The small intestine is the longest organ in the digestive system. This muscular tube is lined with small structures that house the bacteria that are integral to the process. The bacteria living in the small intestine further breakdown the nutrients into forms absorbable through the walls of the intestine.
Finishing the Process in the Large Intestine
The large intestine, which is also known as the colon, continues the absorption process removing the last of the water and other nutrients. Toward the end of the colon, the solid feces begin to form. Special bacteria reside in the large intestine that aid in breaking down the more difficult materials to digest.
The Final Product – Cat Waste
That final cat product that we have the privilege to clean from the litter box is the result of this digestive process. In all, the entire process takes from 10 to 24 hours. The fully formed feces are stored in the rectum and ejected through the anus. Often, this happens immediately after a cat eats.
If Cat Digestion Takes 10 Hours, Why Does my Cat Run to the Litter Box after He Eats?
This rapid move from the food bowl to the litter box is a natural response. This trigger, called the gastrocolic reflex, is a signal sent to the digestive tract when food enters the cat’s stomach. You can think of it as a “make room” order telling the rectum and anus to get rid of what they are holding to make room for new material.
By the way, humans have the same reflex, which can explain a lot of things around the dinner table.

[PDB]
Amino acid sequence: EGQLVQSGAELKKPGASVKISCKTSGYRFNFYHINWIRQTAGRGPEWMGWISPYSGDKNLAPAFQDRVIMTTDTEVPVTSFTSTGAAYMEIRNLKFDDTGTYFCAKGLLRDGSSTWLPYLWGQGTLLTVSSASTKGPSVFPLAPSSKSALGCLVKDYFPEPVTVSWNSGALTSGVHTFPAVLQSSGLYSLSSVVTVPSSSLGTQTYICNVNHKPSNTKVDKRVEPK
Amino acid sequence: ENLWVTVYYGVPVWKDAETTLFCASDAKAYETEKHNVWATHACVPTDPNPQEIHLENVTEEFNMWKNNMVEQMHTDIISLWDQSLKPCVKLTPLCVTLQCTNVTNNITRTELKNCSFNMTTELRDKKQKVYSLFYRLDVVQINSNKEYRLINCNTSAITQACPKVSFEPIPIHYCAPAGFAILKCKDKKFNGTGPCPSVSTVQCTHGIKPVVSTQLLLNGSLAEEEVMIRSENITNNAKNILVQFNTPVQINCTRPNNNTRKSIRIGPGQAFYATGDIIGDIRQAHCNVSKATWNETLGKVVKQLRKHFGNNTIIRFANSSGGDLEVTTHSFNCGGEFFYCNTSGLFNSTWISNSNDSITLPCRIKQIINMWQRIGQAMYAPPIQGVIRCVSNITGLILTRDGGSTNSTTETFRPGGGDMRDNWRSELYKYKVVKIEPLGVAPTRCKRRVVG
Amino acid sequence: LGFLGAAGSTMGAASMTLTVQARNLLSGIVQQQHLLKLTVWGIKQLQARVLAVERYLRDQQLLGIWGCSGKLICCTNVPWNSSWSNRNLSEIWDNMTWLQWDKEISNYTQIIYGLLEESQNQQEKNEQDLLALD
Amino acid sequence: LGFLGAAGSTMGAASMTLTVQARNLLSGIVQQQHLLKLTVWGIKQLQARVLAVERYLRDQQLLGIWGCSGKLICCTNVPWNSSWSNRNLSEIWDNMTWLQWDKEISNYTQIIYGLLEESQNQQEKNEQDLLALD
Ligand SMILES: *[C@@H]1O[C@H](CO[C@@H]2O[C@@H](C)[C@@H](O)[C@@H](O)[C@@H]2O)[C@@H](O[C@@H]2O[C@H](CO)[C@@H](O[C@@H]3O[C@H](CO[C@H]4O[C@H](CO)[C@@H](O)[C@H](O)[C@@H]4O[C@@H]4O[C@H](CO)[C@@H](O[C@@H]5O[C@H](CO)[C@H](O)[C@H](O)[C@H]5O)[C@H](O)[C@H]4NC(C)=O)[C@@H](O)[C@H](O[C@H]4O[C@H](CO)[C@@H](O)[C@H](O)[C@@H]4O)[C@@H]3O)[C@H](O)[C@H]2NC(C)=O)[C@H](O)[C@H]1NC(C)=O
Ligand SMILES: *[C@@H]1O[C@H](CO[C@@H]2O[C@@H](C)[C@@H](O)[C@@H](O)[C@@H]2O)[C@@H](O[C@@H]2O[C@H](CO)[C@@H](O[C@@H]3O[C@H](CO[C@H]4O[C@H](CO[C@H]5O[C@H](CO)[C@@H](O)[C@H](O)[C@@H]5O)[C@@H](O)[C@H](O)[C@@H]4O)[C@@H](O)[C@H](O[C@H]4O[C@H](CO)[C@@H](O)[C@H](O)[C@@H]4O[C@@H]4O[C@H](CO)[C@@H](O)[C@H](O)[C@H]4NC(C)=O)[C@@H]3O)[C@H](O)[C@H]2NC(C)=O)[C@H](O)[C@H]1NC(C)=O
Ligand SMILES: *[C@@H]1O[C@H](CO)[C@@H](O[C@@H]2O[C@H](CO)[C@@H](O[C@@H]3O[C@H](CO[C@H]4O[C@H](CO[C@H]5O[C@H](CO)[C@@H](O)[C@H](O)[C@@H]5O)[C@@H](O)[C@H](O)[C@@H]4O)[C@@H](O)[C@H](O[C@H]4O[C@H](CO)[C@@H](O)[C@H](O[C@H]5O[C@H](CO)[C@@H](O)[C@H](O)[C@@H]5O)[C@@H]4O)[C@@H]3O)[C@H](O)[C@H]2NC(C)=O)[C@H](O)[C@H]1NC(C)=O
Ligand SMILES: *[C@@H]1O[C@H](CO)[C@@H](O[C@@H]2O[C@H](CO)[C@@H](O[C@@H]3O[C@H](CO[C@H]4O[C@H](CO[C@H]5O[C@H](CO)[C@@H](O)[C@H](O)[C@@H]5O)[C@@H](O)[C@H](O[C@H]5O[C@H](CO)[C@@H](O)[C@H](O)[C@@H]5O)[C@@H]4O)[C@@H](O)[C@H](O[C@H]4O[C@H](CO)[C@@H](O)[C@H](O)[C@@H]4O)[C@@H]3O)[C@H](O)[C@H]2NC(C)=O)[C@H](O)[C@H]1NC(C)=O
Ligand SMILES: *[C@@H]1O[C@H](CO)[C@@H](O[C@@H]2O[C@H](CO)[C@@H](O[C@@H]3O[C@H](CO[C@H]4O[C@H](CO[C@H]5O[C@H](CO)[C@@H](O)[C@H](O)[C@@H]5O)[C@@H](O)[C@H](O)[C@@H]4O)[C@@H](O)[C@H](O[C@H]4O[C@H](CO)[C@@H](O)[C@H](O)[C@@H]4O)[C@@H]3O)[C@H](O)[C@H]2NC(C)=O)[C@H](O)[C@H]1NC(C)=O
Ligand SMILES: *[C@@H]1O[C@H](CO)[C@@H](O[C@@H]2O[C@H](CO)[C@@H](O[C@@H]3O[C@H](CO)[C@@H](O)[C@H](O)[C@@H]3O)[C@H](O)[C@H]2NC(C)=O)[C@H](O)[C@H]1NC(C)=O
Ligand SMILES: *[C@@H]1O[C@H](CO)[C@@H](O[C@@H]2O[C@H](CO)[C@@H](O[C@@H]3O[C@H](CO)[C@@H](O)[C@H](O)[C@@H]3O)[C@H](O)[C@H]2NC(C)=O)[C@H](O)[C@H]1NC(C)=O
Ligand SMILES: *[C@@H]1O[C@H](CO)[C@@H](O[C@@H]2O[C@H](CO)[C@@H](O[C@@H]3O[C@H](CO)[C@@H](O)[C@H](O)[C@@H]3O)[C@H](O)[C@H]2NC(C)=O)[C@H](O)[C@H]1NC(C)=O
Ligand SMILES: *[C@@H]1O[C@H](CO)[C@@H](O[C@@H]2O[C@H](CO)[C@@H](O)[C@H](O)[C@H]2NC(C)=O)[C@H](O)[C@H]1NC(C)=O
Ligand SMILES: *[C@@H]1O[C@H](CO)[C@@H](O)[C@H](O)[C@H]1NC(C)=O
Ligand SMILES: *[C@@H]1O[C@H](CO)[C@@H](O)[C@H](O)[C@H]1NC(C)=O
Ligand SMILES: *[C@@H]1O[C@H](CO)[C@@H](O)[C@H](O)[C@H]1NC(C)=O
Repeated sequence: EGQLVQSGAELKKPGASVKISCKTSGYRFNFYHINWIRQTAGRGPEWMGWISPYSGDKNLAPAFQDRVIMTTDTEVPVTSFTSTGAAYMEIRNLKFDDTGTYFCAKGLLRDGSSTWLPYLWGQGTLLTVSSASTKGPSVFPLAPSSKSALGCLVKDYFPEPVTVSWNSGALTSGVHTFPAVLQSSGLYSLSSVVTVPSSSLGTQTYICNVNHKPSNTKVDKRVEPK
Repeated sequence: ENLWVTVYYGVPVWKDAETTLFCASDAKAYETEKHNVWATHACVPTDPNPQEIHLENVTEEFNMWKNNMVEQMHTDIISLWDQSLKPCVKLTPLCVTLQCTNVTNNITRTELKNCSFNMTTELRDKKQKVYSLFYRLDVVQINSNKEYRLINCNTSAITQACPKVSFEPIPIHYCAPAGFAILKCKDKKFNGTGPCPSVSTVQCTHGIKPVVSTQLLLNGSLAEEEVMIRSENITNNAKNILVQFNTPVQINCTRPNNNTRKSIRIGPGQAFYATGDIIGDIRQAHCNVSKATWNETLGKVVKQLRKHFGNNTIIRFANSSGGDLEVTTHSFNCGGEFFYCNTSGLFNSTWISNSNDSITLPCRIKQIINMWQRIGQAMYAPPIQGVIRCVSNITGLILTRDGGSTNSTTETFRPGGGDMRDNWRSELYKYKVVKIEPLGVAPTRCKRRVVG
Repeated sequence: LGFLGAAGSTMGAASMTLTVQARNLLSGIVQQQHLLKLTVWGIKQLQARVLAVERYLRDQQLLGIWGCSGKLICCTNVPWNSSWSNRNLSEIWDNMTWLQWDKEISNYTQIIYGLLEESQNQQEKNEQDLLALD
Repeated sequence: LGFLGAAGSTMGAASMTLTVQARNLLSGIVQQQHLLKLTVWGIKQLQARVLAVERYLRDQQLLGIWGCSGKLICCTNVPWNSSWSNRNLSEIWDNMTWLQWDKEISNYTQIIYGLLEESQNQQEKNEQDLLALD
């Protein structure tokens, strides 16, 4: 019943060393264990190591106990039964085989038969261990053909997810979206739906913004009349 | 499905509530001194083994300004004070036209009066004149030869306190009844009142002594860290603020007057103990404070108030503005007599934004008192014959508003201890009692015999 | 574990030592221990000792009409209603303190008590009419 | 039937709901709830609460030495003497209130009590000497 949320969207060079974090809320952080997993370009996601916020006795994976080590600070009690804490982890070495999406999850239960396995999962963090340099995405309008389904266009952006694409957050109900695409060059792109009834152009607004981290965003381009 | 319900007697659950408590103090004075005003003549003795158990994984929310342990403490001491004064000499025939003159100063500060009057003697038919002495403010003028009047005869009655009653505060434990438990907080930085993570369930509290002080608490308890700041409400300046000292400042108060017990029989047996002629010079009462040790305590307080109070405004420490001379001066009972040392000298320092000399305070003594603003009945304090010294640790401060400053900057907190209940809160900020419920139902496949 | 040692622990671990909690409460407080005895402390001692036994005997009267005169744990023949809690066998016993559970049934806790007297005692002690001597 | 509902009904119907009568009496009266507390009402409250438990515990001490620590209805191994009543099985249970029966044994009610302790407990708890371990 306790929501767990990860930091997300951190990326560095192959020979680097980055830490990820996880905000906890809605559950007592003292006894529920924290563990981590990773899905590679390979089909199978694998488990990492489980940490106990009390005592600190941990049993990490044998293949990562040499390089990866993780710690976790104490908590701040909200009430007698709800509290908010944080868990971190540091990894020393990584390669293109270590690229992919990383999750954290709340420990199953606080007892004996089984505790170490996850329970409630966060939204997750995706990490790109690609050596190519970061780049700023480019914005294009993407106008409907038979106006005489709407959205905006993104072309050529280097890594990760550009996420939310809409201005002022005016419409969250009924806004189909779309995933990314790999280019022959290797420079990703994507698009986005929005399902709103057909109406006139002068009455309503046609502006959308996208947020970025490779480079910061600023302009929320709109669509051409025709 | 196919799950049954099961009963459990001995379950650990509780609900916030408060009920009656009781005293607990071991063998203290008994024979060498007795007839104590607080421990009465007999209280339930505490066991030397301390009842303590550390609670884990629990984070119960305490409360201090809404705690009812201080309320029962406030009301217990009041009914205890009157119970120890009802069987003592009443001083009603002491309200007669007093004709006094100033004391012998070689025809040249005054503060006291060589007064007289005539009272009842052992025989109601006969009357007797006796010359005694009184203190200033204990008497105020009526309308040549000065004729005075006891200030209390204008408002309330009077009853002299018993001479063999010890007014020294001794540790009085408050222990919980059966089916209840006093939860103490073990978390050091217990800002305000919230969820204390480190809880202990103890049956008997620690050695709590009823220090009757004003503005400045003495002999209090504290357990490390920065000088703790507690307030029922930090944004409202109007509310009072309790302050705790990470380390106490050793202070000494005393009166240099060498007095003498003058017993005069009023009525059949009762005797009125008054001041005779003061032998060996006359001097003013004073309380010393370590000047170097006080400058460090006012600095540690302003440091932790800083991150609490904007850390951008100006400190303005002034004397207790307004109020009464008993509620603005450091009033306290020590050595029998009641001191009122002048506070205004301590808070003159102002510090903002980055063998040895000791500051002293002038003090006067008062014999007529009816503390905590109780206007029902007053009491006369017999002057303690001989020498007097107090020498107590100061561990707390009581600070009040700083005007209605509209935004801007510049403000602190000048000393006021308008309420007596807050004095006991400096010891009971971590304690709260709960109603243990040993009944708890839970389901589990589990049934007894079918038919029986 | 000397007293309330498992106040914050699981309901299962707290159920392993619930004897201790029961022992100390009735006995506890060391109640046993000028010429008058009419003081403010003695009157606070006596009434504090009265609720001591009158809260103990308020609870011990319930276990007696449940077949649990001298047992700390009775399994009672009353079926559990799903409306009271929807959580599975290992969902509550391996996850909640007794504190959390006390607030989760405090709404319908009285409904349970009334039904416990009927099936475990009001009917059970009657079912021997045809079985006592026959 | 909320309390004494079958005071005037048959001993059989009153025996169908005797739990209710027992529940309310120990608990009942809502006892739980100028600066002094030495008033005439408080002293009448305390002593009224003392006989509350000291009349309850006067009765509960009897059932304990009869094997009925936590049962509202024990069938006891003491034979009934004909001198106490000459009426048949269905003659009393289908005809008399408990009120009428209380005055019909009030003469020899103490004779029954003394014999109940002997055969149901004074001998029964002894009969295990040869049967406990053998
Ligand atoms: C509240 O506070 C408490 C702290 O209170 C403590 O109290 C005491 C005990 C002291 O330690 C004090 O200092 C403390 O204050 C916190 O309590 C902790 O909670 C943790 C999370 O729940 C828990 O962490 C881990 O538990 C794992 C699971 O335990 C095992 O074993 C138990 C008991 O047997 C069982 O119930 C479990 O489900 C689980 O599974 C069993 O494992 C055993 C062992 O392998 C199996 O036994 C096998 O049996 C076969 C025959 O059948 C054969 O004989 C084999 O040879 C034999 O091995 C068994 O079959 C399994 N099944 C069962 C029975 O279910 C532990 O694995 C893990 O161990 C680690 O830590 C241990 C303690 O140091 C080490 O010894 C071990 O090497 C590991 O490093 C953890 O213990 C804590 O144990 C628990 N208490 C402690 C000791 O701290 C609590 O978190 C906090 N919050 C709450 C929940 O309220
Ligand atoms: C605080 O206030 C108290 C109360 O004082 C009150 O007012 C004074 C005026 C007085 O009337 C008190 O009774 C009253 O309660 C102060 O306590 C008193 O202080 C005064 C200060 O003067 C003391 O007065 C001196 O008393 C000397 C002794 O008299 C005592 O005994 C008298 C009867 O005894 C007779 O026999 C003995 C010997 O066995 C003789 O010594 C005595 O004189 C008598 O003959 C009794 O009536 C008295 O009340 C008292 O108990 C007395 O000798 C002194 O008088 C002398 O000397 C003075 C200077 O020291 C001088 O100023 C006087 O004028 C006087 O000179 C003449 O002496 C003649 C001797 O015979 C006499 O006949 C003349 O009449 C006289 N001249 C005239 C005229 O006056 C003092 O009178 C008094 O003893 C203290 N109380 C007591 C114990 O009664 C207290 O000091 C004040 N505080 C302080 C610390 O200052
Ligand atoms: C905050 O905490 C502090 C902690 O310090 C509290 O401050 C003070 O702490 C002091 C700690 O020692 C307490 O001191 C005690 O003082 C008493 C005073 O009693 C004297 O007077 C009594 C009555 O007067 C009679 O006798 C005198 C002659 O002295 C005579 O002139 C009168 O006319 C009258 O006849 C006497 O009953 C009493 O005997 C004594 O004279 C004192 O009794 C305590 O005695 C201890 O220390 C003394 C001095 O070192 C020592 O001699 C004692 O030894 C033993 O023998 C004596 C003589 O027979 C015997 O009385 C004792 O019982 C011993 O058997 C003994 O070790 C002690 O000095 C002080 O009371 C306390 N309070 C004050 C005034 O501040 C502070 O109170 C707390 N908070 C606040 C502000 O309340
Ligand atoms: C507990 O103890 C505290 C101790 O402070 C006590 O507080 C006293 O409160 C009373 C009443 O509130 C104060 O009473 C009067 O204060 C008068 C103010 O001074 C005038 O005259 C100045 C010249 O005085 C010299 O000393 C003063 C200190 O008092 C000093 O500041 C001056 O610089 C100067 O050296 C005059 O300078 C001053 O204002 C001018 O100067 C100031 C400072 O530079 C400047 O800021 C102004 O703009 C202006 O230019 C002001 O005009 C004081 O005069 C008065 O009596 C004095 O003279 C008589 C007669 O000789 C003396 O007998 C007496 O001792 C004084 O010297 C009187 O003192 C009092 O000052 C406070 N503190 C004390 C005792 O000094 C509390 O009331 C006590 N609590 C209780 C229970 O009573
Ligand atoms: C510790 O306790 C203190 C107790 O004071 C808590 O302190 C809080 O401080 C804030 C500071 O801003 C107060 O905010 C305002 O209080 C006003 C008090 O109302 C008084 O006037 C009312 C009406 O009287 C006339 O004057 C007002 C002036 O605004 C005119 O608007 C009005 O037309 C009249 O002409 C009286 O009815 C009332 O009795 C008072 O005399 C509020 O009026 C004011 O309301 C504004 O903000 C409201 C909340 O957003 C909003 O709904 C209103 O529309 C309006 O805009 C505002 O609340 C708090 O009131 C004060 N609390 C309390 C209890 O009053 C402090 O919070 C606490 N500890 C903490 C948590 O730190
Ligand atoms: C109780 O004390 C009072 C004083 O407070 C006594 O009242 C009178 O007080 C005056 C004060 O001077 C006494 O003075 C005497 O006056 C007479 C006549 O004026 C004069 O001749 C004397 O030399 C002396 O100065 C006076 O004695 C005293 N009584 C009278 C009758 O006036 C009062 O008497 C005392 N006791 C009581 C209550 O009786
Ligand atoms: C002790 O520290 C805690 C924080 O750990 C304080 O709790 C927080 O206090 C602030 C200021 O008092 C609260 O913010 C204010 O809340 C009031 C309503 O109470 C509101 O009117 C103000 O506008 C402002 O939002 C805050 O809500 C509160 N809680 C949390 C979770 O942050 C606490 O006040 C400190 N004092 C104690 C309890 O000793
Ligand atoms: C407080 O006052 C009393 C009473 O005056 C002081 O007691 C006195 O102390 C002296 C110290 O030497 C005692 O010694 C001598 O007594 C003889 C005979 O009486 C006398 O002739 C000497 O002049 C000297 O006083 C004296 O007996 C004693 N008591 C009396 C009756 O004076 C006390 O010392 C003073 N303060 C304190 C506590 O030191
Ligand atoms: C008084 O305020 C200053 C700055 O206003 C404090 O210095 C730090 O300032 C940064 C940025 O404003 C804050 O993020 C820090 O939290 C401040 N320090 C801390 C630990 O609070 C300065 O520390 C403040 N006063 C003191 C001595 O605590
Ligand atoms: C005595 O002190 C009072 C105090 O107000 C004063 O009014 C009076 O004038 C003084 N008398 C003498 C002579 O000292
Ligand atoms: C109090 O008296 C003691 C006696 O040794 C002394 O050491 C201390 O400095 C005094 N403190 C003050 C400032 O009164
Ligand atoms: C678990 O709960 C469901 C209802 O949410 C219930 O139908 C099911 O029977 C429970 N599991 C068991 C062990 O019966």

Significant Differences in Similar Systems
As similar as our digestive system is to our cats, there are significant differences.
- Cats can’t digest plant material – No vegan diet for your cat. A cat’s digestive system doesn’t produce the enzymes or have the bacteria cultures to process plant material to extract the nutrients. If you see your cat eating grass, it is a good sign that they are suffering some digestive ailment and they are trying to clean out the system.
- Slower is better for a cat – Cats are smaller, and their digestive tracts are shorter than humans. The food takes longer to travel through the digestive tract of your cat to have more time to extract the nutrients.
- A tongue of many Uses – A cat tongue is much different than humans. You probably noticed the difference when you get cat kisses. Cat tongues are rough. This rough texture helps the cat break apart and move food around in its mouth. A cat also uses this rough tongue for grooming.
Hairballs. Are they a Problem?
Cats groom themselves regularly. This grooming, done with the tongue, brings a lot of cat hair into the digestive tract of your cat. Usually, this hair passes through the digestive system with no problems. Most cats will eject a hairball every week or so as the hair builds up in the esophagus.
Hairballs, while natural to cats, can pose some health issues for your cat.
- Long-haired cats may suffer from rapid hair build-up and eject hairballs more frequently. Helping your cat with grooming by brushing can alleviate some of the hair build up in the digestive tract.
- Hairballs can cause constipation. Constipation can cause your cat to become lethargic and to stop eating. Watch your cat, and if you notice a decrease in trips to the litter box, consult with your veterinarian.
- Hairballs can cause obstructions in the esophagus or the intestines. A digestive obstruction is a serious health risk. If you notice your cat in distress, you should be on your way to the vet.
The End of the Line
When you see your cat headed to the litter box, you now understand the trip started 10 to 24 hours ago when that bowl of cat chow hit the floor, and kitty stepped up to the dinner table. Paying attention to your cat’s schedules and habits are essential to making sure that your cat pal is healthy and happy.